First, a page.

As shown in studies by researchers including Wilmon Brewer, the similarities between the works of Milton and his classical predecessors, such as Athenian bards Aeschylus and Sophocles, strongly suggest their inspiration upon his work. However, this doesn’t necessarily mean that Milton blatantly passed off the works of his influences as his own; his ingenuity manifests in the form of updated storylines and personalities for the characters in his epic poems, namely those in Samson Agonistes and Paradise Lost, both based upon stories in the Bible. With that in mind, he appointed exemplars from Scripture to his tragic masterpieces as they demonstrate the outcomes of sin: Satan, Adam, and Eve in Paradise Lost, and Samson in Samson Agonistes.
Brewer states that Milton praised Aeschylus’ Prometheus Bound, noting “To the work of Aeschylus Milton refers four times in passages of criticism. The references become more and more inclusive and increasingly favorable” (910). Indeed, Milton applauds his Athenian influences in the preface of Agonistes, calling them “unequalled yet by any, and the best to rule all who endeavor to write tragedy” (qtd. in Brewer 911). Brewer interprets this as holding the Athenians in higher regard over Shakespeare, whom Milton also admired. He suggests Aeschylus’ trilogy on the death of Agamemnon prompted Milton’s admiration for drama portraying human suffering.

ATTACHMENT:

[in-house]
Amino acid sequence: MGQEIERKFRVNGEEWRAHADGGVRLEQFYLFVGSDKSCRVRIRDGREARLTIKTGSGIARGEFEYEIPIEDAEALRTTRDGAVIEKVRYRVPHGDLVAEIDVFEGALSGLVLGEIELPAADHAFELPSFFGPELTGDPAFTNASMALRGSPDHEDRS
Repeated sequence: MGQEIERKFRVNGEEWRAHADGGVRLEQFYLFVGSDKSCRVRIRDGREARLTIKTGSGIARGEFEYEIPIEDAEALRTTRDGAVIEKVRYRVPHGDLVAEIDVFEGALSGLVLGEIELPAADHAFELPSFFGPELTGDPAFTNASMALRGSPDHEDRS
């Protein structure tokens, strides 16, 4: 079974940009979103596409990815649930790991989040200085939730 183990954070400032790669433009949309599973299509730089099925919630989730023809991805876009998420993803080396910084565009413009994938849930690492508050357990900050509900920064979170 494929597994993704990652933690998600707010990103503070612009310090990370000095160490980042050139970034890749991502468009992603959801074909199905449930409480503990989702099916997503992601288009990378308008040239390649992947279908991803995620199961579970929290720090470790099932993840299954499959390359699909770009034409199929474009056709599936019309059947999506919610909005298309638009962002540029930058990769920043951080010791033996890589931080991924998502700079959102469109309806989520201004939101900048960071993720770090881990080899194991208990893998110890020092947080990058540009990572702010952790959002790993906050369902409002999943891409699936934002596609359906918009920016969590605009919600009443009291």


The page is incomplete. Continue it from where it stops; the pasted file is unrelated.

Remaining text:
As the subject of the popular saying, “pride comes before the fall,” Satan’s arrogance is his ultimate undoing. Brewer observes the similarities between Aeschylus’ Prometheus and Milton’s portrayal of Satan in Paradise Lost: both are exiled by a higher power to a place of great suffering, yet are ever-defiant in spite of their resulting predicaments (Brewer 911).
However, while Barbara Kiefer Lewalski notes that Prometheus and Satan consider themselves victims of an oppressive tyrant, Satan “admits that he was motivated to rebel by pride and ambition – not, like Prometheus, by an intention to benefit mankind” (120). Although it crosses his mind that he could be forgiven for his great transgression, he realizes that he is too proud to beg and that if he does return to Heaven, he is likely to defy God again. Such a proclamation indicates that he helplessly lacks a sense of remorse and is unwilling to even try giving up his pride.
Another key weakness stemming from his pride is his lack of foresight, or refusal to acknowledge God’s omnipotence. As such, Satan constantly schemes for either impossible or short-lived victories against his former master. Because of his faults, he is perpetually on the losing side of the struggles he initiates, despite succeeding in the short run. In Book V the angel Raphael explains that Satan “drew after him the third part of Heav'ns Host” (5.710) only to have God brush off what appears as a feeble attempt at rebellion. As told by Raphael in Book VI, Satan introduced firepower to the battlefield. Although the forces of Heaven...